FAQ: How does the Tracker produce more energy? Part 1, longer days.
During the summer half of the year—from the day after the spring equinox to the day before the autumn equinox—the sun is rising out of the northeast and setting in the northwest (in the northern hemisphere). The “ideal” fixed-mount solar array is oriented due south, since that is the way that it will produce as much energy as it can. However, any time the sun is in the northern half of the sky, which occurs in the morning and afternoon for half of the year, the sun will then be behind the fixed array.
The Solaflect PV Tracker, on the other hand, turns to face the sun each dawn and follows it all the way through sunset. In essence, the Tracker experiences a longer day throughout the summer half of the year. The graph below shows how extreme the advantage can be. On the summer solstice here in Vermont, there are more than 3 hours that the Tracker can see the sun and produce power that is lost time to an ideally oriented fixed array. The other days of the summer half of the year are not quite as extreme, but all of them offer some amount of this advantage for tracking.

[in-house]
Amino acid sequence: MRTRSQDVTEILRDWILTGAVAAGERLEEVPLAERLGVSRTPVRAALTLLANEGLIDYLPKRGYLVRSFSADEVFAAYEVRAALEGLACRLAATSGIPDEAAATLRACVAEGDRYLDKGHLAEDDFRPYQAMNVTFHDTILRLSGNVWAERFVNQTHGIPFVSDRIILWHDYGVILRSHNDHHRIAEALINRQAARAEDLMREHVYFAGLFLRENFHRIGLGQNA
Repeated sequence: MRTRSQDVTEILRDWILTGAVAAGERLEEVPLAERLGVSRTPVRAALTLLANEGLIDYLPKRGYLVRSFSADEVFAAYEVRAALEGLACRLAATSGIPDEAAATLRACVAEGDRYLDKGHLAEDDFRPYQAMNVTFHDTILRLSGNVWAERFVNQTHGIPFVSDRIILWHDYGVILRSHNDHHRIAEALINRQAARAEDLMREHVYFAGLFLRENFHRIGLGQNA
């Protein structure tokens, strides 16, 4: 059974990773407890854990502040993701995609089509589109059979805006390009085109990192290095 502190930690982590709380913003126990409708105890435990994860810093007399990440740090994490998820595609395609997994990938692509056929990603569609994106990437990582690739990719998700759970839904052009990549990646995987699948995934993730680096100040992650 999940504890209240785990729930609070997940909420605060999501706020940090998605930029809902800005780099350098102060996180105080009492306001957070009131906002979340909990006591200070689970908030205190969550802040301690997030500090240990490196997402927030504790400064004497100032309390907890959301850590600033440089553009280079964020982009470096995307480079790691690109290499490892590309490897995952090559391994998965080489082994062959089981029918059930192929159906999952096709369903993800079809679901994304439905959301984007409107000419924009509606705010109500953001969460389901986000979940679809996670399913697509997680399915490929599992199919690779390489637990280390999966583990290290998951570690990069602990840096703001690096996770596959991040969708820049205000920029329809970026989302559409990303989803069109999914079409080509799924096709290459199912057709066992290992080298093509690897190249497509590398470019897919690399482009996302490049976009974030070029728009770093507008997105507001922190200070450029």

This is one of the three factors that add up to the Tracker’s overall advantage over fixed-mount arrays, typically around 40%. (Also see FAQs “Part 2: Face Directly at the Sun” and “Part 3: Shed Snow Automatically.”)
It’s true that this advantage is only available in full to those locations with an open view of the sky from sunrise to sunset. Trees, buildings, or hills to the east and west will reduce the tracking advantage to some extent. We offer free site assessments so that we can analyze your specific site conditions and let you know just how well the Solaflect PV Tracker will perform for you. Contact us to schedule your free site visit.
See more FAQs here.